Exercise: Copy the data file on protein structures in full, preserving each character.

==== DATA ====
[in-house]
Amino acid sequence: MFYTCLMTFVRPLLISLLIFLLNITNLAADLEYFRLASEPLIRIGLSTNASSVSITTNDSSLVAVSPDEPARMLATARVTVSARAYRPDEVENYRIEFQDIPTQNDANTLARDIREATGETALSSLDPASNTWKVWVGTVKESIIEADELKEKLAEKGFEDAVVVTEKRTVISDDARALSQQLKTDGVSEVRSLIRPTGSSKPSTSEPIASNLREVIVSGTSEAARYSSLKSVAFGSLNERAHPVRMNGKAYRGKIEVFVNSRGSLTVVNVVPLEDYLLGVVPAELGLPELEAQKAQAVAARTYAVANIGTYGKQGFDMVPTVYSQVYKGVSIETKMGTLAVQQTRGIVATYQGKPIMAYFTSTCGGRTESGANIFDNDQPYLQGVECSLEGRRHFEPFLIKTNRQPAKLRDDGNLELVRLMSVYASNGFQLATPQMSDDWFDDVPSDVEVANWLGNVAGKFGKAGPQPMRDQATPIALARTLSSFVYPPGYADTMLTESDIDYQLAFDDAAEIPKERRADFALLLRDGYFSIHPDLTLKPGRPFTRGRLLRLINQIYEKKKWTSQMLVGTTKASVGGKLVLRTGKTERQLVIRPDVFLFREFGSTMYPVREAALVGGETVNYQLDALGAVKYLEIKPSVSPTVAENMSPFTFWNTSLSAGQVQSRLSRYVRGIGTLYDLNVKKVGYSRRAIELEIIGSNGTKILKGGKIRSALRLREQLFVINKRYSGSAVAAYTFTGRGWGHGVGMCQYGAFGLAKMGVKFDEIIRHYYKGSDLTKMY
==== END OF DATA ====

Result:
[in-house]
Amino acid sequence: MFYTCLMTFVRPLLISLLIFLLNITNLAADLEYFRLASEPLIRIGLSTNASSVSITTNDSSLVAVSPDEPARMLATARVTVSARAYRPDEVENYRIEFQDIPTQNDANTLARDIREATGETALSSLDPASNTWKVWVGTVKESIIEADELKEKLAEKGFEDAVVVTEKRTVISDDARALSQQLKTDGVSEVRSLIRPTGSSKPSTSEPIASNLREVIVSGTSEAARYSSLKSVAFGSLNERAHPVRMNGKAYRGKIEVFVNSRGSLTVVNVVPLEDYLLGVVPAELGLPELEAQKAQAVAARTYAVANIGTYGKQGFDMVPTVYSQVYKGVSIETKMGTLAVQQTRGIVATYQGKPIMAYFTSTCGGRTESGANIFDNDQPYLQGVECSLEGRRHFEPFLIKTNRQPAKLRDDGNLELVRLMSVYASNGFQLATPQMSDDWFDDVPSDVEVANWLGNVAGKFGKAGPQPMRDQATPIALARTLSSFVYPPGYADTMLTESDIDYQLAFDDAAEIPKERRADFALLLRDGYFSIHPDLTLKPGRPFTRGRLLRLINQIYEKKKWTSQMLVGTTKASVGGKLVLRTGKTERQLVIRPDVFLFREFGSTMYPVREAALVGGETVNYQLDALGAVKYLEIKPSVSPTVAENMSPFTFWNTSLSAGQVQSRLSRYVRGIGTLYDLNVKKVGYSRRAIELEIIGSNGTKILKGGKIRSALRLREQLFVINKRYSGSAVAAYTFTGRGWGHGVGMCQYGAFGLAKMGVKFDEIIRHYYKGSDLTKMY